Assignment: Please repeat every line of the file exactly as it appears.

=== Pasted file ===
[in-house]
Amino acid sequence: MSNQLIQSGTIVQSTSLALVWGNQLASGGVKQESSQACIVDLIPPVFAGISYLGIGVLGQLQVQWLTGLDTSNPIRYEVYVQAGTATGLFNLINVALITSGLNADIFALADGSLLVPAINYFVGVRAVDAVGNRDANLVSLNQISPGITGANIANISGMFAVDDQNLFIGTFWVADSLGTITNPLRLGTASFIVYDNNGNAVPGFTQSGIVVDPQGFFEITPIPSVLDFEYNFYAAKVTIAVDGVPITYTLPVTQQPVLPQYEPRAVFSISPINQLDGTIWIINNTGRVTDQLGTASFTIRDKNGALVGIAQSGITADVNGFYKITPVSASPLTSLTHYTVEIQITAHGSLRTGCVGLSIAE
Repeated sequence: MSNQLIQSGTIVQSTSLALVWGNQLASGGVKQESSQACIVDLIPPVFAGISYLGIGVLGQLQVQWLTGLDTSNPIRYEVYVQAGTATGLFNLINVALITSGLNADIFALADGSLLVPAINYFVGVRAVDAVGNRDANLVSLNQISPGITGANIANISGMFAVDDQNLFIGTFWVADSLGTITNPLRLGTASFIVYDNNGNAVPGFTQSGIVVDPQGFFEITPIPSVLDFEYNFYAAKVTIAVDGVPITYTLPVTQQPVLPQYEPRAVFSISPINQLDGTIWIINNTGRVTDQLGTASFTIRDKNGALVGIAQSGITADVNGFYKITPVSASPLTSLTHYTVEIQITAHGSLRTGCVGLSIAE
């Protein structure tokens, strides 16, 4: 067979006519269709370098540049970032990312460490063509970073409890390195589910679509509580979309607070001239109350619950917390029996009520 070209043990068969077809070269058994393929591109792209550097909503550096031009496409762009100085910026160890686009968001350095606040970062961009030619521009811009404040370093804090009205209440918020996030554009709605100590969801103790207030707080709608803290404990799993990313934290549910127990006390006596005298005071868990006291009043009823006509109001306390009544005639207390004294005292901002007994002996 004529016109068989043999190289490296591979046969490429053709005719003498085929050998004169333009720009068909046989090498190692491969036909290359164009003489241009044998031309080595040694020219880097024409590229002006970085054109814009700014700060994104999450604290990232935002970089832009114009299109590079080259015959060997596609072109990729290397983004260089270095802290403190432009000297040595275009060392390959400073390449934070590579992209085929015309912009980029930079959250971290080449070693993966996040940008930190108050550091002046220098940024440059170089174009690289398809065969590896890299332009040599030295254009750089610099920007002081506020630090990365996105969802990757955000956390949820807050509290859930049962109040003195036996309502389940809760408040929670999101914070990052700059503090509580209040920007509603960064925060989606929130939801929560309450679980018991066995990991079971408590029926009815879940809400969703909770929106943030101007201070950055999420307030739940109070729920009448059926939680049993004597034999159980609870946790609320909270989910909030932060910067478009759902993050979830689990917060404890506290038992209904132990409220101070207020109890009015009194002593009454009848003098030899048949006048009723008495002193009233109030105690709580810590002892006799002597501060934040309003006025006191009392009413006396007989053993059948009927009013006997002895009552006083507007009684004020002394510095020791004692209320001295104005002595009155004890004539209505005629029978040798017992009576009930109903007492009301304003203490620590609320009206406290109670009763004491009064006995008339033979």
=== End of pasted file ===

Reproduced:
[in-house]
Amino acid sequence: MSNQLIQSGTIVQSTSLALVWGNQLASGGVKQESSQACIVDLIPPVFAGISYLGIGVLGQLQVQWLTGLDTSNPIRYEVYVQAGTATGLFNLINVALITSGLNADIFALADGSLLVPAINYFVGVRAVDAVGNRDANLVSLNQISPGITGANIANISGMFAVDDQNLFIGTFWVADSLGTITNPLRLGTASFIVYDNNGNAVPGFTQSGIVVDPQGFFEITPIPSVLDFEYNFYAAKVTIAVDGVPITYTLPVTQQPVLPQYEPRAVFSISPINQLDGTIWIINNTGRVTDQLGTASFTIRDKNGALVGIAQSGITADVNGFYKITPVSASPLTSLTHYTVEIQITAHGSLRTGCVGLSIAE
Repeated sequence: MSNQLIQSGTIVQSTSLALVWGNQLASGGVKQESSQACIVDLIPPVFAGISYLGIGVLGQLQVQWLTGLDTSNPIRYEVYVQAGTATGLFNLINVALITSGLNADIFALADGSLLVPAINYFVGVRAVDAVGNRDANLVSLNQISPGITGANIANISGMFAVDDQNLFIGTFWVADSLGTITNPLRLGTASFIVYDNNGNAVPGFTQSGIVVDPQGFFEITPIPSVLDFEYNFYAAKVTIAVDGVPITYTLPVTQQPVLPQYEPRAVFSISPINQLDGTIWIINNTGRVTDQLGTASFTIRDKNGALVGIAQSGITADVNGFYKITPVSASPLTSLTHYTVEIQITAHGSLRTGCVGLSIAE
């Protein structure tokens, strides 16, 4: 067979006519269709370098540049970032990312460490063509970073409890390195589910679509509580979309607070001239109350619950917390029996009520 070209043990068969077809070269058994393929591109792209550097909503550096031009496409762009100085910026160890686009968001350095606040970062961009030619521009811009404040370093804090009205209440918020996030554009709605100590969801103790207030707080709608803290404990799993990313934290549910127990006390006596005298005071868990006291009043009823006509109001306390009544005639207390004294005292901002007994002996 004529016109068989043999190289490296591979046969490429053709005719003498085929050998004169333009720009068909046989090498190692491969036909290359164009003489241009044998031309080595040694020219880097024409590229002006970085054109814009700014700060994104999450604290990232935002970089832009114009299109590079080259015959060997596609072109990729290397983004260089270095802290403190432009000297040595275009060392390959400073390449934070590579992209085929015309912009980029930079959250971290080449070693993966996040940008930190108050550091002046220098940024440059170089174009690289398809065969590896890299332009040599030295254009750089610099920007002081506020630090990365996105969802990757955000956390949820807050509290859930049962109040003195036996309502389940809760408040929670999101914070990052700059503090509580209040920007509603960064925060989606929130939801929560309450679980018991066995990991079971408590029926009815879940809400969703909770929106943030101007201070950055999420307030739940109070729920009448059926939680049993004597034999159980609870946790609320909270989910909030932060910067478009759902993050979830689990917060404890506290038992209904132990409220101070207020109890009015009194002593009454009848003098030899048949006048009723008495002193009233109030105690709580810590002892006799002597501060934040309003006025006191009392009413006396007989053993059948009927009013006997002895009552006083507007009684004020002394510095020791004692209320001295104005002595009155004890004539209505005629029978040798017992009576009930109903007492009301304003203490620590609320009206406290109670009763004491009064006995008339033979």